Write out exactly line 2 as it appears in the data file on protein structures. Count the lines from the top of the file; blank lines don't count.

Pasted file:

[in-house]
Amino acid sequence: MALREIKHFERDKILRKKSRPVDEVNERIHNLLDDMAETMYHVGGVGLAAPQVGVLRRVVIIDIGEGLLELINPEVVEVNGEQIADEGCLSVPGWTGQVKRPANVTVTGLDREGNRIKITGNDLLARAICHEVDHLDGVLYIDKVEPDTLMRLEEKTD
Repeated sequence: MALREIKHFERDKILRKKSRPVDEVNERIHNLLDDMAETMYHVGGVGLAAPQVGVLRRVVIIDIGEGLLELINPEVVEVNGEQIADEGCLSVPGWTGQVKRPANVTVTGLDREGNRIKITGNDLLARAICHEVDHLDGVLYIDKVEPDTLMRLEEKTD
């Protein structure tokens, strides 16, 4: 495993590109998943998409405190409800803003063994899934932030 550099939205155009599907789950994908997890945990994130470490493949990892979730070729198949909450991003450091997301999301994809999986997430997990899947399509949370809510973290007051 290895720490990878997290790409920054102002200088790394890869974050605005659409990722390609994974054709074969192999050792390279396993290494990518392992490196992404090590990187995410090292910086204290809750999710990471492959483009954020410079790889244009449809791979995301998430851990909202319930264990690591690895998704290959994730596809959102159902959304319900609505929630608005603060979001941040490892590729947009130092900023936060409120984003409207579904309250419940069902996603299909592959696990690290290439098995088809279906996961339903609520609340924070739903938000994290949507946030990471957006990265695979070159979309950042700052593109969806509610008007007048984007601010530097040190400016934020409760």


Amino acid sequence: MALREIKHFERDKILRKKSRPVDEVNERIHNLLDDMAETMYHVGGVGLAAPQVGVLRRVVIIDIGEGLLELINPEVVEVNGEQIADEGCLSVPGWTGQVKRPANVTVTGLDREGNRIKITGNDLLARAICHEVDHLDGVLYIDKVEPDTLMRLEEKTD